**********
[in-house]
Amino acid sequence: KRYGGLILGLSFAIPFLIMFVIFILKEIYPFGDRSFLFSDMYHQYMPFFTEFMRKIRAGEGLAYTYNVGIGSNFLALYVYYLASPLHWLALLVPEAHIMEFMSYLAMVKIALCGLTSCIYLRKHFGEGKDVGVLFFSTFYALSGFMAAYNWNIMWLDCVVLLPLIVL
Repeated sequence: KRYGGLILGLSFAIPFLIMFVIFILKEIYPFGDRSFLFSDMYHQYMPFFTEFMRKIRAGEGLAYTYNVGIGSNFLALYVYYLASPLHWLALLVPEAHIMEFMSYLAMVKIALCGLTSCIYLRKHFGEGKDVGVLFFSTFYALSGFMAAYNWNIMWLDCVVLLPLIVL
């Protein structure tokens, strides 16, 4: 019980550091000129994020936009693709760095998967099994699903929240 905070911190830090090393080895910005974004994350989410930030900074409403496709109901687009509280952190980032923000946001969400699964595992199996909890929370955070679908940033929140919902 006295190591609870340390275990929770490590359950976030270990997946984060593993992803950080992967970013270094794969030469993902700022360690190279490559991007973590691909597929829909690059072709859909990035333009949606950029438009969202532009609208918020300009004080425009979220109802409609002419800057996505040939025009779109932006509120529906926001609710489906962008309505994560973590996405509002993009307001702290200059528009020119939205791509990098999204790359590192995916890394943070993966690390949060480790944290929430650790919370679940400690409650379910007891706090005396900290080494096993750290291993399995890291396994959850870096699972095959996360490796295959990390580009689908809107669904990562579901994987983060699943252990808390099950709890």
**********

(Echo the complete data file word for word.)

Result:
[in-house]
Amino acid sequence: KRYGGLILGLSFAIPFLIMFVIFILKEIYPFGDRSFLFSDMYHQYMPFFTEFMRKIRAGEGLAYTYNVGIGSNFLALYVYYLASPLHWLALLVPEAHIMEFMSYLAMVKIALCGLTSCIYLRKHFGEGKDVGVLFFSTFYALSGFMAAYNWNIMWLDCVVLLPLIVL
Repeated sequence: KRYGGLILGLSFAIPFLIMFVIFILKEIYPFGDRSFLFSDMYHQYMPFFTEFMRKIRAGEGLAYTYNVGIGSNFLALYVYYLASPLHWLALLVPEAHIMEFMSYLAMVKIALCGLTSCIYLRKHFGEGKDVGVLFFSTFYALSGFMAAYNWNIMWLDCVVLLPLIVL
């Protein structure tokens, strides 16, 4: 019980550091000129994020936009693709760095998967099994699903929240 905070911190830090090393080895910005974004994350989410930030900074409403496709109901687009509280952190980032923000946001969400699964595992199996909890929370955070679908940033929140919902 006295190591609870340390275990929770490590359950976030270990997946984060593993992803950080992967970013270094794969030469993902700022360690190279490559991007973590691909597929829909690059072709859909990035333009949606950029438009969202532009609208918020300009004080425009979220109802409609002419800057996505040939025009779109932006509120529906926001609710489906962008309505994560973590996405509002993009307001702290200059528009020119939205791509990098999204790359590192995916890394943070993966690390949060480790944290929430650790919370679940400690409650379910007891706090005396900290080494096993750290291993399995890291396994959850870096699972095959996360490796295959990390580009689908809107669904990562579901994987983060699943252990808390099950709890």